Tuesday, April 10, 2012

Who are the Un-Wanted at Your Church? (Re-Post)

Does your church turn people away?

While we may never wish to admit it,

there are many who want to keep things, well...

the way they are now.

And in doing so, turn down opportunities

to be “Christ” to those who suffer, or are simply different.


Perhaps you have seen this behavior in action:

the inter-racially mixed couple who is asked to leave,

the homeless person who is dirty and smelly that everyone avoids,

the single mom, struggling with doubt and living on food-stamps,

the man who arrives intoxicated and stumbling.


Or, the more common version of the “family” squabble:

the Choir versus the Worship Band -

‘old-folks’ who thinks some music is too loud and irreverent,

and ‘young-punks’, who think rock music and saggy jeans belong.

You name it, and we have found a reason found

to disregard those different from ourselves

as less holy,

less loved,

and less deserving of God.


While serving my time in prison, I was exposed to one group

whose sheer presence makes many ‘outside’ people

quake in fear for their lives...

they often have long hair and beards,

sleeveless shirts with multiple tattoos,

yet they came “inside” to minister to prisoners:

Bikers For Christ. (click link learn more)

I hadn’t thought about them until recently

when a young man shared a spectacular story.


It seems his father’s small church was struggling financially

and when things already seemed tight, an unexpected ‘bill’ arrived.

Now, the church owed an additional $3,000 in taxes,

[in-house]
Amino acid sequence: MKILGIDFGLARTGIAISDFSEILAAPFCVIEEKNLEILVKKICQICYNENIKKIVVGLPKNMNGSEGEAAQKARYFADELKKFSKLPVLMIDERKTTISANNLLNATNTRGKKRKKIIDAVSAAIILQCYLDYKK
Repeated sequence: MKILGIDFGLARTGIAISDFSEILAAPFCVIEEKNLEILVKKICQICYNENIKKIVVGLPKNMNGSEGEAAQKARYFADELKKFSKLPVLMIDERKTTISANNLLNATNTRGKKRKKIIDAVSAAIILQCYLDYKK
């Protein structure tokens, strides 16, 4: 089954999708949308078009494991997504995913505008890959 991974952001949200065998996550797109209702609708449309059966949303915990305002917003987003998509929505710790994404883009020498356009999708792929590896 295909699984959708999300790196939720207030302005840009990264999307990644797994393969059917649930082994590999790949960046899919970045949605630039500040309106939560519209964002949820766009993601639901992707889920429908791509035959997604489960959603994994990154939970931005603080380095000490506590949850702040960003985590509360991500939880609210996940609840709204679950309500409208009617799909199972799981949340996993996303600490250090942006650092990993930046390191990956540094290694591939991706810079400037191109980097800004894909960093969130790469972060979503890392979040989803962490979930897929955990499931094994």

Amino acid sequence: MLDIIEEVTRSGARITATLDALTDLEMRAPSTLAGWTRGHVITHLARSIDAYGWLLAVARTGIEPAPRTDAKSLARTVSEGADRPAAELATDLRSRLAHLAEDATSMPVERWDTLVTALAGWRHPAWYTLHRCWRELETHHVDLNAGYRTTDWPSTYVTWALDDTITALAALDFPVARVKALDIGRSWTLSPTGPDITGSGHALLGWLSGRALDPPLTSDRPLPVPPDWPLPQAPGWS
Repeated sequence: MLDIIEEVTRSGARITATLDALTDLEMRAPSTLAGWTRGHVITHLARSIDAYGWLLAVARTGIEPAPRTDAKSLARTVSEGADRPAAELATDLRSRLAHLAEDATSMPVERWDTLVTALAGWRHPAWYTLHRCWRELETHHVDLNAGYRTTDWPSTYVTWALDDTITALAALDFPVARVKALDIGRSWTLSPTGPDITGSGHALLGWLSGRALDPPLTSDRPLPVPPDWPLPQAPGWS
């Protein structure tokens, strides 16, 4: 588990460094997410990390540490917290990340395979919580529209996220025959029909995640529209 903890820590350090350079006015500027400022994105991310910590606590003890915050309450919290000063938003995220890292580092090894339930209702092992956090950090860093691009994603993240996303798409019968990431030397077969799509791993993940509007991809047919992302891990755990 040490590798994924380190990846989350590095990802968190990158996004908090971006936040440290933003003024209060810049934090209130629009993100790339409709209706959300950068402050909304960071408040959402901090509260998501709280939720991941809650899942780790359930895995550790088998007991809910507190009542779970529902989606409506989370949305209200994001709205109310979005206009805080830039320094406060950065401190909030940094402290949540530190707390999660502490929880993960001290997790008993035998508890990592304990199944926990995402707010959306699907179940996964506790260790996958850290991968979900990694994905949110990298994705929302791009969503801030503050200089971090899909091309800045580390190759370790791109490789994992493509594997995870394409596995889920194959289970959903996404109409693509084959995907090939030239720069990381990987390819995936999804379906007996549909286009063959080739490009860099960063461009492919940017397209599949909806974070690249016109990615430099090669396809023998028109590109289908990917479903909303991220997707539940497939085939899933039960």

and there was no way to bring it in on such short notice.

So they held a raffle,

and while I cannot recall the prizes,

I do remember the result.


Early on the morning of the fund-raiser,

while the tables were still being set up,

twenty or so ‘bikers’ rode in on their loud motorcycles.

Everyone froze from the sheer volume of noise.

One huge man got off his bike and approached the minister.

There was an embrace, some tears, and a few muffled laughs.

Then the biker waved to his friends, and himself paid $200 for tickets.

Each biker in the group did likewise.

And by 10:30 the small church had raised nearly $2000,

before anyone else had shown up to participate.


When I asked the young man if the biker was a Christian,

he said he didnt know.

But that somehow, the biker remembered his father

from the time they spent talking in prison.

So when the biker heard of the little church’s struggle,

he got his friends together and rode out to help.


You may not think much of this story

but maybe you could ask yourself this...

if you will not go into jail or prison to preach Christ,

will you accept those “coming-out” into your church?


Everyone deserves to know

the loving sacrifice Christ made on their behalf.

How will you see “them”?

 

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